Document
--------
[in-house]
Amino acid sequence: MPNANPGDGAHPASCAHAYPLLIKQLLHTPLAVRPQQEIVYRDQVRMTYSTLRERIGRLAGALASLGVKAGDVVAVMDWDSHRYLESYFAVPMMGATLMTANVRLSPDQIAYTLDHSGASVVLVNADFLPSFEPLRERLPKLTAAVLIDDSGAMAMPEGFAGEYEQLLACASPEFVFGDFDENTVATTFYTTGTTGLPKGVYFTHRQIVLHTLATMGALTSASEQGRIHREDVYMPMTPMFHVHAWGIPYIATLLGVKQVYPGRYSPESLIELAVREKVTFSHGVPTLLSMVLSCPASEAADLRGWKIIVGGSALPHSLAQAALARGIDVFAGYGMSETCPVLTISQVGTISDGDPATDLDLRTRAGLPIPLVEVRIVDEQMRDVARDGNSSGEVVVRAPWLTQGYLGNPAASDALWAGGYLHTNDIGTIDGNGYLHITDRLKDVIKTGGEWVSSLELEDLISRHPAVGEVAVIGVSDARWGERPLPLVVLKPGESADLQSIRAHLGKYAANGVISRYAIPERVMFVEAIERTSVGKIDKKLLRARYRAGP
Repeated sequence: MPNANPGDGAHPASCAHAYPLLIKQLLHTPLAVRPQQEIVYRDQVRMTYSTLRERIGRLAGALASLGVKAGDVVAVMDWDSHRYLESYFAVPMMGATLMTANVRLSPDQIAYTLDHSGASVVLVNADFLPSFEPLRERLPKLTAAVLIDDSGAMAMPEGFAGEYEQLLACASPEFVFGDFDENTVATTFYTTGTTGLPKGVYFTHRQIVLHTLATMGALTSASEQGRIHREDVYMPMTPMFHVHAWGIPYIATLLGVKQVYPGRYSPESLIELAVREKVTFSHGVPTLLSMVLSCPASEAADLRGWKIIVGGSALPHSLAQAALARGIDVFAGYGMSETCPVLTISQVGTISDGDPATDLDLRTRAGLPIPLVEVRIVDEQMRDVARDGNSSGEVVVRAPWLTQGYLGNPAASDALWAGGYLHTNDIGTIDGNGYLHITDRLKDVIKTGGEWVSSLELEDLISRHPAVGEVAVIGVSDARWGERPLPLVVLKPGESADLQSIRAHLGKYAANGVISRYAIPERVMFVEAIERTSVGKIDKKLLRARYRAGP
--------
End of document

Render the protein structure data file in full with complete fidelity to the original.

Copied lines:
[in-house]
Amino acid sequence: MPNANPGDGAHPASCAHAYPLLIKQLLHTPLAVRPQQEIVYRDQVRMTYSTLRERIGRLAGALASLGVKAGDVVAVMDWDSHRYLESYFAVPMMGATLMTANVRLSPDQIAYTLDHSGASVVLVNADFLPSFEPLRERLPKLTAAVLIDDSGAMAMPEGFAGEYEQLLACASPEFVFGDFDENTVATTFYTTGTTGLPKGVYFTHRQIVLHTLATMGALTSASEQGRIHREDVYMPMTPMFHVHAWGIPYIATLLGVKQVYPGRYSPESLIELAVREKVTFSHGVPTLLSMVLSCPASEAADLRGWKIIVGGSALPHSLAQAALARGIDVFAGYGMSETCPVLTISQVGTISDGDPATDLDLRTRAGLPIPLVEVRIVDEQMRDVARDGNSSGEVVVRAPWLTQGYLGNPAASDALWAGGYLHTNDIGTIDGNGYLHITDRLKDVIKTGGEWVSSLELEDLISRHPAVGEVAVIGVSDARWGERPLPLVVLKPGESADLQSIRAHLGKYAANGVISRYAIPERVMFVEAIERTSVGKIDKKLLRARYRAGP
Repeated sequence: MPNANPGDGAHPASCAHAYPLLIKQLLHTPLAVRPQQEIVYRDQVRMTYSTLRERIGRLAGALASLGVKAGDVVAVMDWDSHRYLESYFAVPMMGATLMTANVRLSPDQIAYTLDHSGASVVLVNADFLPSFEPLRERLPKLTAAVLIDDSGAMAMPEGFAGEYEQLLACASPEFVFGDFDENTVATTFYTTGTTGLPKGVYFTHRQIVLHTLATMGALTSASEQGRIHREDVYMPMTPMFHVHAWGIPYIATLLGVKQVYPGRYSPESLIELAVREKVTFSHGVPTLLSMVLSCPASEAADLRGWKIIVGGSALPHSLAQAALARGIDVFAGYGMSETCPVLTISQVGTISDGDPATDLDLRTRAGLPIPLVEVRIVDEQMRDVARDGNSSGEVVVRAPWLTQGYLGNPAASDALWAGGYLHTNDIGTIDGNGYLHITDRLKDVIKTGGEWVSSLELEDLISRHPAVGEVAVIGVSDARWGERPLPLVVLKPGESADLQSIRAHLGKYAANGVISRYAIPERVMFVEAIERTSVGKIDKKLLRARYRAGP